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Ideal loft cable routing

Discussion in 'Electrics UK' started by syne, 25 Jan 2017.

  1. syne

    syne

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    I've looked on the search and around the web but can't get much of a conclusive answer.
    When installing a ring final in a loft is there an ideal/best route for the cable run?

    should it be all under the floor and rise to each socket?
    Run round the rear side of the dwarf walls in a literal ring, clipped to the back of the purlin, to the stud work, in conduit or not? etc etc

    It's a single ring direct from the cu with no spurs, in a very simple loft conversion in a semidetached, no dormer or bathroom.
    Is there an actual method preferred by electricians?
     
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  3. EFLImpudence

    EFLImpudence

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    It's up to you really as long as it is safe.

    Is it a house or bungalow?

    There isn't much point having a ring for a loft with the presumed height and waste of cable going back down to the CU.
     
  4. Taylortwocities

    Taylortwocities

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    That how I've always done it. Nice and easy, up behind the plasterboard and into the box.
    PS How can a ring be described as 'literal', either its a ring or it is not.
     
  5. penguin16

    penguin16

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    I assume by literally ring he means a circle.
     
  6. syne

    syne

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    It's a house, the reason for a separate ring is, it's a nice straight run down a void to the cu and that has enough spare capacity. It's only a couple of meters further than the point where you'd break into the ring so not too much extra cable wise.

    As for literal ring, well I suppose that's the difference between ring and loop..
    Would you bother with conduit? Or clips to rafters?
     
  7. seasickstevie

    seasickstevie

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    ... perhaps more a 'rectangle' (?)
     
  8. syne

    syne

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    Yes, definitely rectangular.
    Out of curiosity what would you guys charge for this?
    Loft is roughly 7x4m with 8 double sockets straight from cu
    A three way switched light for stairs
    A two way switched for 4 down lights
    No access problems, no insulation in yet just framing and floor.

    Only asking because the bc non competent charge is £225 (then + materials cost)
     
  9. Taylortwocities

    Taylortwocities

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    Clip to rafters.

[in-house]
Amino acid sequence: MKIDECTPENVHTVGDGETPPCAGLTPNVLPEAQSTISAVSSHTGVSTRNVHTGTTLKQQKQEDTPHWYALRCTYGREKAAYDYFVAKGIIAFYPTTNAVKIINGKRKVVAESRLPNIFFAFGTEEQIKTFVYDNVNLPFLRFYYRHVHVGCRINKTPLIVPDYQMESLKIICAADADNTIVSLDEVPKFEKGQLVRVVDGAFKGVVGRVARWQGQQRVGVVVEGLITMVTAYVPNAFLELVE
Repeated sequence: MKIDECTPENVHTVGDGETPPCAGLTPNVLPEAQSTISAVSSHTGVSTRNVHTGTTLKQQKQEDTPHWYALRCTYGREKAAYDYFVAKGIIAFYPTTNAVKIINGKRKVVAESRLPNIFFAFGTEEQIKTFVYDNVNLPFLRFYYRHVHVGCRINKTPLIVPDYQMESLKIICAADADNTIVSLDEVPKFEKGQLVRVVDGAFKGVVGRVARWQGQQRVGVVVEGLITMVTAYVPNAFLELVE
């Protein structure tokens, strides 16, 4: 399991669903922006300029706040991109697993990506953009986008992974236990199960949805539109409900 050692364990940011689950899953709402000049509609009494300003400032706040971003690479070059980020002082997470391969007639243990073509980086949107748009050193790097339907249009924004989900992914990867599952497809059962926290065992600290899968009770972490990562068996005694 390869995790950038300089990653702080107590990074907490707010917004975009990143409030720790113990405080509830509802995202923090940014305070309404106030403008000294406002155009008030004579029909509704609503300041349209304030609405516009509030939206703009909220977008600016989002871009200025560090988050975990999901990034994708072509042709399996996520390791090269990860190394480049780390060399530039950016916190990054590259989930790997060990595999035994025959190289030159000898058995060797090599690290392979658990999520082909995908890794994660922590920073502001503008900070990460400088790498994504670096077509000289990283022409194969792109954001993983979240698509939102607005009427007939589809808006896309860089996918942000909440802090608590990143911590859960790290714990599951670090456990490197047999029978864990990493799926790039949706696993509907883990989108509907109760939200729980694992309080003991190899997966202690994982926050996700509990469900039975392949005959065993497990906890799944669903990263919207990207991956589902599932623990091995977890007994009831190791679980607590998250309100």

Its notifiable work, so you probably will save money by engaging a sparky who is happy to oversee your DIY wiring and do the test, cert and notification.
     
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  11. ban-all-sheds

    ban-all-sheds

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    That sounds like a fair-enough reason to choose to have a separate circuit.

    But does not answer the question "why a ring?".
     
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  12. syne

    syne

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    Do you mean as opposed to a radial circuit?
    I couldn't give a reason, well not one that would satisfy a sparky...

    From what I've gathered, a ring is arguably yet slightly better than a radial because of the two returns, a bit of redundancy is created should a part of the circuit be damaged.. er maybe.

    Is there a worthwhile reason to not have a ring?
     
  13. Taylortwocities

    Taylortwocities

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    With a radial you use half the copper. And it's pointless to have a ring for moderate loads, like your needs.

    The problem with rings is that that a broken conductor can go for decades without being detected.provided the cable doesn't overheat due to too much current.
    With a radial, you'll know there's a problem straight away.

    EDIT:
    And a radial is more European:D
     
  14. EFLImpudence

    EFLImpudence

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    Yes.

    The trouble is that redundancy goes undetected and could lead to overload on the remaining circuit.

    Is there a worthwhile reason to have a ring?

    The only reason today for installing a ring circuit is if the first and last accessory is near the supply.
     
  15. ban-all-sheds

    ban-all-sheds

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    That doesn't fit well with you deciding that it's OK for you to do electrical installation design....


    It's a struggle to come up with many worthwhile reasons to have one.
     
  16. syne

    syne

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    The first/last is near the supply, but that might not be reason enough it seems, likely loading doesn't especially warrant it even if I am a fan of a good ole three bar fire but I do love to feel all intercontinental.
     
  17. ban-all-sheds

    ban-all-sheds

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    How many of them do you plan to use in the loft at the same time?
     
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